In an article for Pursuit, Melbourne University School of Social and Political Sciences academic Dr Raymond Orr, said we lived in a simplified and dramatised society that was fuelled by technology and he blames reality television for giving Trump a serious shot at the presidency.
Dr Orr said people have seen Trump’s reality show, The Apprentice, as a serious application for America’s top job.
Trump can get down on the same level as society, and Dr Orr said his campaign was tailored to people using technologies like social media, where his message could be dumbed-down.
The academic said screen time could blur our sense of reality and Trump’s television show made people feel like they knew him personally.
The academic believes as things on our screens creep into our loungerooms, people begin to treat them as part of their lives and harbour a certain connection to them. Therefore he believes a society that has so much screen time is more susceptible to Trump’s “brash and concept-free message”.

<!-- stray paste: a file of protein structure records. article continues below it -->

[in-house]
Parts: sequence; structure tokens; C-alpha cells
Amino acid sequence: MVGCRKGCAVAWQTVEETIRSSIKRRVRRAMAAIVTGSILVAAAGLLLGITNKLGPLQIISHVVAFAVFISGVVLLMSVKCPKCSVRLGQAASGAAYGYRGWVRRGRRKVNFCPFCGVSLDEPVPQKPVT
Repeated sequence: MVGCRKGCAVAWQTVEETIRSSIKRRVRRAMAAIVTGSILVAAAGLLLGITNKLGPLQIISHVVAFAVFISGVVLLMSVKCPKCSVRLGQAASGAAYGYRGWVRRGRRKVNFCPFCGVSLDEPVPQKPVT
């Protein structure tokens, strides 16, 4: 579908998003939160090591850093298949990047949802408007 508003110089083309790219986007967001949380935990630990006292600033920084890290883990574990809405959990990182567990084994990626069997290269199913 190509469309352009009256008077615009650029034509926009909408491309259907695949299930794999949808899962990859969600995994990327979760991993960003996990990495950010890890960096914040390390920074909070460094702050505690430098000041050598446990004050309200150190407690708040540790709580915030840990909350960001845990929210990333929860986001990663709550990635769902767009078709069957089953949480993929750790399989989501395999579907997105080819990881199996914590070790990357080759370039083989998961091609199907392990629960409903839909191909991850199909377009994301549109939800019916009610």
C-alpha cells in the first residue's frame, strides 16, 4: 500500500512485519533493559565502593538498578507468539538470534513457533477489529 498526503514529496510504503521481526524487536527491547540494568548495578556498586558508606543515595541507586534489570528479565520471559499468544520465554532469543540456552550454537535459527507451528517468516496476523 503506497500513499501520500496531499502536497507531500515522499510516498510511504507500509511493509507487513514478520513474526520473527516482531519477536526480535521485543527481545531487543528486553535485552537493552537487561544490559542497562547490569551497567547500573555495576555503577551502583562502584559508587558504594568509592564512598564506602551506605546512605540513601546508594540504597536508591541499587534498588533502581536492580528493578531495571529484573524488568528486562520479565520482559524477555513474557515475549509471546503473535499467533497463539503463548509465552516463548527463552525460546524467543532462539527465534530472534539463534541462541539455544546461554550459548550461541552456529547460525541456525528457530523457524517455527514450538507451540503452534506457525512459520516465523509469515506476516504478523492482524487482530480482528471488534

Melbourne University Department of Management and Marketing academic Dr Marcus Phipps wrote on Pursuit that Trump was an unlikely frontrunner and one who broke every rule of a conservative presidential candidate.
“He has been critical of religious leaders, most notably having an argument with the Pope,” Dr Phipps said. “He has even questioned the military record of war hero and former Republican nominee John McCain stating that ‘I like people who weren’t captured’.”
Trump has made many controversial comments, he accused Mexican immigrants of being rapists who were bringing drugs and crime into America and has shocked some with his pro-gun stance.
Dr Phipps said Trump’s campaign should have fallen over ages ago, but instead it kept on strengthening. He believes it’s because Trump is an “authentic” politician.
“Trump is not scripted," Dr Phipps said. “It is hard to believe that anyone who openly criticises the Pope and John McCain’s military record has a team of script writers behind him.
“Trump is not stylised. The candidate’s hair alone proves that he is not image obsessed.”
Dr Phipps said Trump was an unfiltered politician and one who appealed to lazy voters. Watching Trump’s campaign could be similar to watching a reality show.